Thanks to the use of artificial intelligence we will finally be able to improve the performance and results during endoscopic examinations such as colonoscopy, in order to arrive at a real prevention of colon cancer, the second malignant tumor for incidence in Italy after that of the breast. A technological revolution that will help doctors to identify and classify even the smallest polyps in the earliest stages, precursors of the tumor, which could escape during a colonoscopy performed with standard technology.

This is one of the most important innovations in the field of endoscopy that will be presented at the tenth edition of IMAGE (International Meeting Advanced Gastroenterology Endoscopy), the international course of Endoscopy that from 13 to 15 June brings together in Humanitas experts from around the world, with live sessions in which the latest news in gastroenterology and endoscopy will be addressed.

For the first time in the world, live streaming of colonoscopy and artificial intelligence

For the first time in the world, during the Congress will be broadcast live streaming of a colonoscopy with the use of artificial intelligence performed by Professor Mike Wallace, Professor of Medicine at the Mayo Clinic, in collaboration with Prof. Alessandro Repici, Professor of Gastroenterology at Humanitas University and Head of Digestive Endoscopy at Humanitas.

This innovative artificial intelligence system represents a major step forward in the prevention of colon cancer as it will help doctors to make a more accurate and precise diagnosis of colon polyps, the first precursors of colon cancer.

“In Europe, one patient dies of colon cancer every 3 minutes – comments Prof. Alessandro Repici – and colonoscopy is the greatest weapon of prevention of this disease. The introduction of artificial intelligence represents a technological revolution that will help to drastically reduce mortality from this tumor. Thanks to the artificial intelligence, colonoscopy will become much more precise and selective in identifying the so-called polyps, precursors of cancer. After that, an endoscopic operation to remove the polyps will be enough to prevent the onset of the tumor”.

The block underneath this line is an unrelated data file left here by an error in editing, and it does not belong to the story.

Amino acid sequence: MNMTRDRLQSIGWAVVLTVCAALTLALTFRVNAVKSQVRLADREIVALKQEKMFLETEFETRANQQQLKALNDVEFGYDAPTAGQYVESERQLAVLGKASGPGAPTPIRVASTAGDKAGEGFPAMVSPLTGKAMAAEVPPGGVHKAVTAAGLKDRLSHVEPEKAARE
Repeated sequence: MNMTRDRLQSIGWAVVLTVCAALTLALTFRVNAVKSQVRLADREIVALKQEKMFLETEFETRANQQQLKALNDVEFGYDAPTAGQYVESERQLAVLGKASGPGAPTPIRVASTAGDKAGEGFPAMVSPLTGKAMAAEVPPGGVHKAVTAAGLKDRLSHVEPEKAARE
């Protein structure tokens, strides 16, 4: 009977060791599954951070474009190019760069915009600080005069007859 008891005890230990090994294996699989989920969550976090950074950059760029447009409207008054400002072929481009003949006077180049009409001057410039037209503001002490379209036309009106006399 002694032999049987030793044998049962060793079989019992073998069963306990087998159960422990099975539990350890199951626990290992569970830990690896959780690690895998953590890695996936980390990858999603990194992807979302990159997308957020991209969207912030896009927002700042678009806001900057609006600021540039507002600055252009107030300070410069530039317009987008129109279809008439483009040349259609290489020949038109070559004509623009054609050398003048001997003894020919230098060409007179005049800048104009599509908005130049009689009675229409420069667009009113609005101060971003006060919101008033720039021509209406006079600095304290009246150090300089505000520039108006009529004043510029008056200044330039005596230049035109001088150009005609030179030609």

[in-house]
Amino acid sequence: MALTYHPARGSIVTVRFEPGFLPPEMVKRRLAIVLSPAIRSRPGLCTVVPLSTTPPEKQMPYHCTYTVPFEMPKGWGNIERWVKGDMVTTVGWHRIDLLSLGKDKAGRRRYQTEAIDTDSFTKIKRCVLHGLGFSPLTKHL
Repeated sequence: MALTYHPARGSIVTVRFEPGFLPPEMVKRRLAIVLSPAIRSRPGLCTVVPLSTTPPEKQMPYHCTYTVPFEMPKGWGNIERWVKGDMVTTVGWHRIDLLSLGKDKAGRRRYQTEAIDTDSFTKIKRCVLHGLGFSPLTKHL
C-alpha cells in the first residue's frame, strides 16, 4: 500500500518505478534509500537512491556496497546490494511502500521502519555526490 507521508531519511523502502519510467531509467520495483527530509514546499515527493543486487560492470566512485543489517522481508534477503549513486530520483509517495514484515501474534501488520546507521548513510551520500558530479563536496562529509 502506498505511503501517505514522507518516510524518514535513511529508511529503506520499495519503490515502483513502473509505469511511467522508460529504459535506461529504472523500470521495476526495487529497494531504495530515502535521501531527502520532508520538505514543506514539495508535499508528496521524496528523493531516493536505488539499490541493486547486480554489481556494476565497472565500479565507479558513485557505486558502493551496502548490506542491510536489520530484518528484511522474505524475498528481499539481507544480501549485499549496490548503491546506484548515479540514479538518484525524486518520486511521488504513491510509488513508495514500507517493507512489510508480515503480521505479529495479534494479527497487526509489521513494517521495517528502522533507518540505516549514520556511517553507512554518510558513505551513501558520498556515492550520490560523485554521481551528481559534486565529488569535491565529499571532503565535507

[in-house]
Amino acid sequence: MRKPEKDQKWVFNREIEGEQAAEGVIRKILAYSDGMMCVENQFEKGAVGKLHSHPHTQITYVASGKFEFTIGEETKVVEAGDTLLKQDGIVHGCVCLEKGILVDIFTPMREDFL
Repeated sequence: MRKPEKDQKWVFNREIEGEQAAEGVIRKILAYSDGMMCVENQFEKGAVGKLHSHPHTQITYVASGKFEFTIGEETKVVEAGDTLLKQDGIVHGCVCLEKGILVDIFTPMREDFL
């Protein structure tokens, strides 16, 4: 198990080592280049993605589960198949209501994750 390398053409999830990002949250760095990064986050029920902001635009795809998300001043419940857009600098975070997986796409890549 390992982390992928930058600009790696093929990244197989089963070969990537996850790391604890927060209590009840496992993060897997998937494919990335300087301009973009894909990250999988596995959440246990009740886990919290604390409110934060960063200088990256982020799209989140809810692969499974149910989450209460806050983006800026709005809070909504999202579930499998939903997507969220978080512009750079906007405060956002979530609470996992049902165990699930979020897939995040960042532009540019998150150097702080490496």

IMAGE: the course and innovations

The course is directed by four Humanitas specialists: Professor Alessandro Repici, Professor of Gastroenterology at Humanitas University and Head of Digestive Endoscopy at Humanitas, Dr Silvia Carrara, Head of the Ecoendoscopy Programme, Dr Andrea Anderloni, Head of the Bilio-Pancreatica Operational Endoscopy Section and Dr Roberta Maselli, Head of Endoluminal Operational Endoscopy.

Hundreds of experts from all over the world will discuss the most important clinical and technological innovations for the prevention, diagnosis and treatment of many digestive diseases including colon cancer, pancreatic cancer, new therapies for achalasia or endoscopic management of patients with obesity problems and metabolic syndromes.

Endoscopy is an enormously expanding field because it is a real gateway to our body without any traumatic approach and allows for multiple operations.

Thanks to artificial intelligence, new technologies are now able to eliminate the number of undetected polyps, improve the characterization of lesions before the histological examination and improve the program of screening of colon cancer.

Colon cancer: who is affected and with which symptoms?

In men, colorectal cancer is in third place after lung and prostate cancer; in women, it is immediately after the breast cancer, which takes the first place. This cancer can occur at any age, but is more frequent in people over 50 years of age (90% of cases), but is rather rare in childhood. Young people run a greater risk of not seeing the tumor diagnosed early, precisely because in the younger age groups the possibility that this tumor is present is often underestimated.

This form of cancer recognizes a certain familiarity: in fact, it is possible to inherit the risk of becoming ill if there are diseases such as family adenomatous polyposis and Crohn’s disease present in the family of origin. It has also been seen that the risk of developing cancer is greater for people with first-degree relatives – parents, siblings and children – already affected by this neoplastic form. Other risk factors may include: high-calorie diet, high in animal fat and low in fibre; smoking; alcohol abuse; obesity; lack of physical activity.

Colorectal cancer can be asymptomatic for a long time. The first signs of it are loss of the blood in the stool (polyps, in fact, tend to bleed) and constant alteration of intestinal activity, such as constipation. In more advanced stages, there are additional symptoms such as: abdominal pain; nausea and vomiting; continuous stimulus to evacuation; rapid and unjustified weight loss; anemia; sense of exhaustion.